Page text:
The Great Galveston Disaster, Containing a Full and Thrilling Account of the Most Appalling Calamity of Modern Times Page: 254
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25.4 THRI .I.NG NOARRATIVES BY EYE-WNITNESSES.
to Galveston and made his headquarters there. He went down to
size up the situation for the grand order of which he is the head.
He was there two days, all of which tinle lie used to get accurately
at the facts. He moved about through tile city to see for himself,
and also talked to the prominent business men ill order to reach a
nearly accurate conclusion. He met prominent officials of his own
and other orders, together with distinguished physicians.
" I agree with statements that it is a terrible disaster, but I
think some of the estimates have been made too high," said he.
" I want you to bear in mind if my investigation would indicate it,
I would put the loss of life at any figure, no matter how great."
MACHINERY A COMPLETE LOSS.
Major R. B. Baer, receiver of the Galveston City Street Railway,
who is in this city now, says that to-day he telegraphed the
Guarantee Trust Company, the owners of the property, that it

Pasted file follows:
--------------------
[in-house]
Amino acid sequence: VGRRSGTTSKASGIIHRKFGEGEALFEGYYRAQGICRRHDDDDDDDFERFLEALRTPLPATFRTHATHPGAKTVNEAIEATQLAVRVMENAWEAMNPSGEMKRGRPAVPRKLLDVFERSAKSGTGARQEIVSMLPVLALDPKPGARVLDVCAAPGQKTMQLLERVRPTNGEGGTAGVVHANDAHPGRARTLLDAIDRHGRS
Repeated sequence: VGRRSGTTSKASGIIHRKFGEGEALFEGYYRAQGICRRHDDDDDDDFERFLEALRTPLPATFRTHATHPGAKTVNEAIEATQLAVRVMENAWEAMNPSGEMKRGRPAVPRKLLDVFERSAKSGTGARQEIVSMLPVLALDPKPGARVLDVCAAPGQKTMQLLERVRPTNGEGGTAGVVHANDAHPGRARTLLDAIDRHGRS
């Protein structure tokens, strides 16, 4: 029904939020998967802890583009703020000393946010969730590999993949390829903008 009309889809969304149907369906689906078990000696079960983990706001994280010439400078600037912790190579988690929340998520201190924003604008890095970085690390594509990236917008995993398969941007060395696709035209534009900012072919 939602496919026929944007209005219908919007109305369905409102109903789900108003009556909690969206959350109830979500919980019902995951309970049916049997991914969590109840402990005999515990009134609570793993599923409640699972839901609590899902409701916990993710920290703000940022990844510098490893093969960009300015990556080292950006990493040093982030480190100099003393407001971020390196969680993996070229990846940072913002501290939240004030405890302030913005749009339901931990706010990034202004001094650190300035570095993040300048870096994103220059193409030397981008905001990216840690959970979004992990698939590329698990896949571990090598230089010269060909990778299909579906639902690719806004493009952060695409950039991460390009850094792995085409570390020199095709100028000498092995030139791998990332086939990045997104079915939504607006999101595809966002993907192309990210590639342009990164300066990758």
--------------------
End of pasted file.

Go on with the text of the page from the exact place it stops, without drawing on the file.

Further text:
would take $200,000 to $250,000 to repair the damage to the street
railway. The powerhouse and machinery are a complete loss and
seven miles of track is gone, as well as all of the trestle work.
"After the storm and until I left Galveston yesterday I walked
an average of ten miles a day," said Majcr Baer, "and I know
there is hardly a building in the city that is not damaged, while
the stocks of merchandise are damaged from 25 to go per cent. Thlle
Galveston, Houston and Northern and the Santa Fe both expect
their roads to be open to Virginia Point by Saturday, and then some
light draught steamboats will be put on to ply between Virginia
Point and Galveston. Both of these roads will commence work oq
their bridges across the bay as soon as material can be gotten on
the ground. The Santa Fe has now a force of 400 men working
toward Virginia Point and a large force on the island repairing
their track. The Southern Pacific is putting to work all the men
they can get."
One of the Texas journals made editorial comment as follows:
" Duty is still all that all can do. Many of the survivors of the
storm are ill, others bruised, wounded, broken, hungry and breadless,
others hapless orphans, too young to realize their sad condition.
Here’s what’s next.
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Lester, Paul. The Great Galveston Disaster, Containing a Full and Thrilling Account of the Most Appalling Calamity of Modern Times, book, 1900~; (texashistory.unt.edu/ark:/67531/metapth26719/m1/312/: accessed December 14, 2017), University of North Texas Libraries, The Portal to Texas History, texashistory.unt.edu; .